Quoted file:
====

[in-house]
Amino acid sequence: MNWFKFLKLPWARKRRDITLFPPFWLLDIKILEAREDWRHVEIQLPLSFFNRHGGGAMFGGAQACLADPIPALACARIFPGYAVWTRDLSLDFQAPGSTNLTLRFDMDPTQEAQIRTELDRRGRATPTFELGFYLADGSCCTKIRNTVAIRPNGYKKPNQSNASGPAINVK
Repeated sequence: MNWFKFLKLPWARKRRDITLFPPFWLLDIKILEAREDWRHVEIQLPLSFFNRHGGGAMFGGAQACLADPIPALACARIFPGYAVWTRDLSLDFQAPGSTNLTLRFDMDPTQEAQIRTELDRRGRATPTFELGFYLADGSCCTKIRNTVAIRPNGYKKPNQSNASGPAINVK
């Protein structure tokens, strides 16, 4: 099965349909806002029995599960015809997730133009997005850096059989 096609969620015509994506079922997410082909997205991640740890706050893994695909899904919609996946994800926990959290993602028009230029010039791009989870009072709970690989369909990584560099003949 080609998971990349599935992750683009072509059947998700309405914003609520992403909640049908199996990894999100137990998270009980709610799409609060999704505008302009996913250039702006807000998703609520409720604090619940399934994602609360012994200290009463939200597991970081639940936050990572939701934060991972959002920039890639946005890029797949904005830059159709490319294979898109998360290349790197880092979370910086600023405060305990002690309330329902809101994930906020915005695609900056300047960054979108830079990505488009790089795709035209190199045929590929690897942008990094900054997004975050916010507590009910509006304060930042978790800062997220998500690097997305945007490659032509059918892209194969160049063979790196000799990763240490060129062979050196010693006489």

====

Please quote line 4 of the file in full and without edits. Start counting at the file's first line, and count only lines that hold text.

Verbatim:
């Protein structure tokens, strides 16, 4: 099965349909806002029995599960015809997730133009997005850096059989 096609969620015509994506079922997410082909997205991640740890706050893994695909899904919609996946994800926990959290993602028009230029010039791009989870009072709970690989369909990584560099003949 080609998971990349599935992750683009072509059947998700309405914003609520992403909640049908199996990894999100137990998270009980709610799409609060999704505008302009996913250039702006807000998703609520409720604090619940399934994602609360012994200290009463939200597991970081639940936050990572939701934060991972959002920039890639946005890029797949904005830059159709490319294979898109998360290349790197880092979370910086600023405060305990002690309330329902809101994930906020915005695609900056300047960054979108830079990505488009790089795709035209190199045929590929690897942008990094900054997004975050916010507590009910509006304060930042978790800062997220998500690097997305945007490659032509059918892209194969160049063979790196000799990763240490060129062979050196010693006489």